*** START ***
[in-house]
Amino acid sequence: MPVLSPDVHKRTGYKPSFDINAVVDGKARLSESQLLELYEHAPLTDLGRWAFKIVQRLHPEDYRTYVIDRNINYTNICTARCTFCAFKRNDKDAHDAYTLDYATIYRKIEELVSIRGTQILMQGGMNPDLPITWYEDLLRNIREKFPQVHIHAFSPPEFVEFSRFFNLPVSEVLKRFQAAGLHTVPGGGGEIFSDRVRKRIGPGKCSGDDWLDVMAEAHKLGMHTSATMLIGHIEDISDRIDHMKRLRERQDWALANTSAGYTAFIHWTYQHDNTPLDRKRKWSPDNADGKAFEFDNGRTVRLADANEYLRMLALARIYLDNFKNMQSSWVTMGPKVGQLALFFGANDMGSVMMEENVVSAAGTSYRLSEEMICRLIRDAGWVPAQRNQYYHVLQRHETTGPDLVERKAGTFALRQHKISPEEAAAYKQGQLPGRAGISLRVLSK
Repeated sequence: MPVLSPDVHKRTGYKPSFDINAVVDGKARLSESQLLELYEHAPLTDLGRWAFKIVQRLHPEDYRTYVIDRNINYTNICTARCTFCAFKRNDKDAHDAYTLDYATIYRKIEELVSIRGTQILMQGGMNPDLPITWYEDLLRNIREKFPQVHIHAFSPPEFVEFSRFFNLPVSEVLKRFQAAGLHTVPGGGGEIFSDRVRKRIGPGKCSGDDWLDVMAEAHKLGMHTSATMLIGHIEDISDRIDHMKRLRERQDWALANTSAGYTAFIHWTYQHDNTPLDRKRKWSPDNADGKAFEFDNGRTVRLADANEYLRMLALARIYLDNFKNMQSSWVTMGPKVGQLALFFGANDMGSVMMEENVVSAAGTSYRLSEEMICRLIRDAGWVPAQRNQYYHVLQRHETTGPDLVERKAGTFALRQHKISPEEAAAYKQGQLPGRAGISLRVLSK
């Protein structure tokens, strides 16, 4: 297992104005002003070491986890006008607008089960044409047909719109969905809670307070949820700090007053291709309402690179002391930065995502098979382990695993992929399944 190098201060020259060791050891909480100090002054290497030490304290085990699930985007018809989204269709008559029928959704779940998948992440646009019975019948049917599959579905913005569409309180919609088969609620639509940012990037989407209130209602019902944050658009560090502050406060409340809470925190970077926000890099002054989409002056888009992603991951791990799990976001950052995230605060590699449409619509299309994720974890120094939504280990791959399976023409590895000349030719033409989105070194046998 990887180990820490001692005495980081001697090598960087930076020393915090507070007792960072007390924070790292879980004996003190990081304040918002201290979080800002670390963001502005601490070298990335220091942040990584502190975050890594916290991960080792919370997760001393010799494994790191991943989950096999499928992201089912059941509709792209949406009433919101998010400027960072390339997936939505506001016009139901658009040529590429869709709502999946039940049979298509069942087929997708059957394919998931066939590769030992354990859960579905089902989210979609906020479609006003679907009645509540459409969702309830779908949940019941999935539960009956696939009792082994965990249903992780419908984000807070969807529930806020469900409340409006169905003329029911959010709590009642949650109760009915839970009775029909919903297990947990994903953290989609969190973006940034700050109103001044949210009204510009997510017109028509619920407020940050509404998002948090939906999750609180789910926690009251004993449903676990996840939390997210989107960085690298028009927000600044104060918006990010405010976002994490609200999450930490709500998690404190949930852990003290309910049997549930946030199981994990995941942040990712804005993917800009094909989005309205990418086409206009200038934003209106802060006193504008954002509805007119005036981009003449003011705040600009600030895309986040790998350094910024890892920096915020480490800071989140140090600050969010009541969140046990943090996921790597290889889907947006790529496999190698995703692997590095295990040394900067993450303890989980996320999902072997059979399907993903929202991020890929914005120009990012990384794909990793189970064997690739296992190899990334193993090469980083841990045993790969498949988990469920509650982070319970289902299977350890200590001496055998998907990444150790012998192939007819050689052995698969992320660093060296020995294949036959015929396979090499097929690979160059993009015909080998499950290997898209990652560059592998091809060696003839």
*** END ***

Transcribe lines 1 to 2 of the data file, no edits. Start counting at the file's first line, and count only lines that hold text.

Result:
[in-house]
Amino acid sequence: MPVLSPDVHKRTGYKPSFDINAVVDGKARLSESQLLELYEHAPLTDLGRWAFKIVQRLHPEDYRTYVIDRNINYTNICTARCTFCAFKRNDKDAHDAYTLDYATIYRKIEELVSIRGTQILMQGGMNPDLPITWYEDLLRNIREKFPQVHIHAFSPPEFVEFSRFFNLPVSEVLKRFQAAGLHTVPGGGGEIFSDRVRKRIGPGKCSGDDWLDVMAEAHKLGMHTSATMLIGHIEDISDRIDHMKRLRERQDWALANTSAGYTAFIHWTYQHDNTPLDRKRKWSPDNADGKAFEFDNGRTVRLADANEYLRMLALARIYLDNFKNMQSSWVTMGPKVGQLALFFGANDMGSVMMEENVVSAAGTSYRLSEEMICRLIRDAGWVPAQRNQYYHVLQRHETTGPDLVERKAGTFALRQHKISPEEAAAYKQGQLPGRAGISLRVLSK